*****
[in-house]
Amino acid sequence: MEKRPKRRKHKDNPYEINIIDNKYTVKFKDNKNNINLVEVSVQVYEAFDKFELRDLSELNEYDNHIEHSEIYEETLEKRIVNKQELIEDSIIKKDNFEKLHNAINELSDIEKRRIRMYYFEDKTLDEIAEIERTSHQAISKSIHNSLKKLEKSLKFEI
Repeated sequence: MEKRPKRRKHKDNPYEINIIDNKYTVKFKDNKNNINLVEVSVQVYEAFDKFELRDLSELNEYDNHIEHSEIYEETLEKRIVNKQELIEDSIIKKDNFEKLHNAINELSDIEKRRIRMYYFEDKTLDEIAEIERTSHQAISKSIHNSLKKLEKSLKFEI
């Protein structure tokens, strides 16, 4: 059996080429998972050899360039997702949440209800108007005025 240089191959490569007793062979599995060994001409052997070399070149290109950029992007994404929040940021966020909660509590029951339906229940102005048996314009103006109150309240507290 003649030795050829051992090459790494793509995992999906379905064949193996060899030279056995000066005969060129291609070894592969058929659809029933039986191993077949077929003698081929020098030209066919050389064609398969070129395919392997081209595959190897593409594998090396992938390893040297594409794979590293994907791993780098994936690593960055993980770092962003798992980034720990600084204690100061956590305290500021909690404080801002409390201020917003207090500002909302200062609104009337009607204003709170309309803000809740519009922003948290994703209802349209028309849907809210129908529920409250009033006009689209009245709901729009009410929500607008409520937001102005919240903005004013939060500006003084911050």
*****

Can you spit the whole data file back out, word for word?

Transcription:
[in-house]
Amino acid sequence: MEKRPKRRKHKDNPYEINIIDNKYTVKFKDNKNNINLVEVSVQVYEAFDKFELRDLSELNEYDNHIEHSEIYEETLEKRIVNKQELIEDSIIKKDNFEKLHNAINELSDIEKRRIRMYYFEDKTLDEIAEIERTSHQAISKSIHNSLKKLEKSLKFEI
Repeated sequence: MEKRPKRRKHKDNPYEINIIDNKYTVKFKDNKNNINLVEVSVQVYEAFDKFELRDLSELNEYDNHIEHSEIYEETLEKRIVNKQELIEDSIIKKDNFEKLHNAINELSDIEKRRIRMYYFEDKTLDEIAEIERTSHQAISKSIHNSLKKLEKSLKFEI
């Protein structure tokens, strides 16, 4: 059996080429998972050899360039997702949440209800108007005025 240089191959490569007793062979599995060994001409052997070399070149290109950029992007994404929040940021966020909660509590029951339906229940102005048996314009103006109150309240507290 003649030795050829051992090459790494793509995992999906379905064949193996060899030279056995000066005969060129291609070894592969058929659809029933039986191993077949077929003698081929020098030209066919050389064609398969070129395919392997081209595959190897593409594998090396992938390893040297594409794979590293994907791993780098994936690593960055993980770092962003798992980034720990600084204690100061956590305290500021909690404080801002409390201020917003207090500002909302200062609104009337009607204003709170309309803000809740519009922003948290994703209802349209028309849907809210129908529920409250009033006009689209009245709901729009009410929500607008409520937001102005919240903005004013939060500006003084911050």